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Dalglish facing fight to restore Fortress Anfield

The once-formidable Anfield fortress now resembles a welcoming visitor centre. The sense of overwhelming intimidation, so integral to Liverpool's success during their prime, is in danger of becoming a memory.

It is revived for special occasions -- no doubt the double header with the city of Manchester this month will reawaken passions -- but too many Premier League encounters have failed to raise beyond the humdrum.

Stoke City, like the six previous clubs to leave Anfield clutching a point which was generously offered as much as hard-earned, have long shaken off any fearful inferiority felt by those passing through the Shankly Gates.

Liverpool may rank alongside Manchester City as one of only two teams unbeaten at home in the Premier League but, where City have accrued 30 points, for the Merseysiders the figure is 19 -- fewer than all six teams above them.

Liverpool have squandered 14 points on their own turf this season.

A sweep of the Premier League landscape reveals that Liverpool are exactly where they have been for three years -- 12 months on from Kenny Dalglish's appointment.

They are the sixth best side in the division and, although they are consolidating themselves by taking a more scenic route towards a top-four challenge (although not in this game), it must concern the American owners that they have been unable to take advantage of the mediocre standards of Arsenal and Chelsea.

A season has unfolded which confirms the view that whatever methods are employed and changes made at Anfield, the gains and losses have a habit of balancing each other.

In Rafael Benitez, Liverpool possessed the most tactically astute manager in their history -- a trait which was magical when he outwitted Jose Mourinho but infuriating when he would select teams to cope with the elaborate formation of Barnsley.

Under Dalglish, broadly speaking the philosophy has been based on the traditional Anfield mantra of 'letting the opposition worry about us'.

This rather ignores Dalglish's occasional forays into the strategy room.

During his first spell, he was not averse to surprising his own supporters as much as rival managers by using full-backs in central midfield, or midfielders in defence. Often with mixed results.

Last Wednesday's rearguard action in the second half at Manchester City was a reminder of Dalglish's often underestimated capacity for pragmatism, his choices here marked it in bold capital letters.

There was wisdom in lining up with three centre-halves to combat Stoke's aerial threat, repeating a successful idea from last season, but few could identify the merit of persisting with it once Tony Pulis reacted by amending his own line-up to play one up front.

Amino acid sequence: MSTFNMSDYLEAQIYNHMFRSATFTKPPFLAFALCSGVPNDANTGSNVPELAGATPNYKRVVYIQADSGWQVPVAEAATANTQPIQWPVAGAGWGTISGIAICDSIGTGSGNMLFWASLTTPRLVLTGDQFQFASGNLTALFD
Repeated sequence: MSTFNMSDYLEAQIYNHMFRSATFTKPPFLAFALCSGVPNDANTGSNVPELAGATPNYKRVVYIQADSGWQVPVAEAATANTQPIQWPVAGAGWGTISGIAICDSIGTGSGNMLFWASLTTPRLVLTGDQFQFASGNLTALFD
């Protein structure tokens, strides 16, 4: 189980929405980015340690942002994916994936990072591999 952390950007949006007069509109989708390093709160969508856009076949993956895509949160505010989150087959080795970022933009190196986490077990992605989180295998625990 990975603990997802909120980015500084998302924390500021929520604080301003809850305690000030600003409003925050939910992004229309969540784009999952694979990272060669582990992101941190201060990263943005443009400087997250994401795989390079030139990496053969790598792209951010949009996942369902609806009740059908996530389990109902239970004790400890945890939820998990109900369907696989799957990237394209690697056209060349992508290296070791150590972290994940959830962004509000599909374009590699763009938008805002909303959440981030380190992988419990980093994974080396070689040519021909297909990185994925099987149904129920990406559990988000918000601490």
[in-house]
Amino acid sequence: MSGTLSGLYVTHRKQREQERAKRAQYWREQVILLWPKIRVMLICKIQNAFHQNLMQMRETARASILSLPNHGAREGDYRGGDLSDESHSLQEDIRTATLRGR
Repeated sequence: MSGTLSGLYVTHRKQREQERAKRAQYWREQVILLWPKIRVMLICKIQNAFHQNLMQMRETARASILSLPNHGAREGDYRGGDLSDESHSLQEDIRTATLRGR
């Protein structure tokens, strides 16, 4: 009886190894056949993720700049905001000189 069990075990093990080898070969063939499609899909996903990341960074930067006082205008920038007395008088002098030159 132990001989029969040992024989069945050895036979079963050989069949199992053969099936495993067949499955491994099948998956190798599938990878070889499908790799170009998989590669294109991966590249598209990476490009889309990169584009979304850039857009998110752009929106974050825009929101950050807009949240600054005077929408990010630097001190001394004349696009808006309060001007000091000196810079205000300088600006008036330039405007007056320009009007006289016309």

Dirk Kuyt was left to play the Andy Carroll role as a lone striker, and engaged in a perfect impression of the Geordie. Kuyt's touch deserted him and when the game's single chance fell on his forehead -- he missed the target.

As with Carroll at City, the Dutchman was often isolated against a robust Stoke defence, a problem compounded when he hunted deep for possession.

This had the effect of making it seem as though Liverpool were playing with seven midfielders and no striker. Clearly Liverpool missed Luis Suarez.

"I was absolutely delighted not to see him on the pitch," said Pulis. Since Suarez was present for the previous six Anfield draws, suggesting that his absence was the difference is simplistic.

A greater loss in such a system was the rested Daniel Agger, whose capacity to bring the ball out of defence could have turned a redundant extra defender into an attacking weapon.

When the change did come after an hour, it was Stewart Downing who mystifyingly made way for substitute Carroll, while the assortment of centre-backs was retained, at least two of them marking thin air.

Asked how he thought his plan worked, Dalglish pointed out that his defence looked strong, but admitted "they had only one striker to mark", which simply added to the bewilderment. They had identified their problem, but failed to react and rectify it until it was too late.

If they do not sign a striker to turn home draws into wins within the next fortnight, the same will be true of attempts to return to the Champions League. (© Daily Telegraph, London)

Irish Independent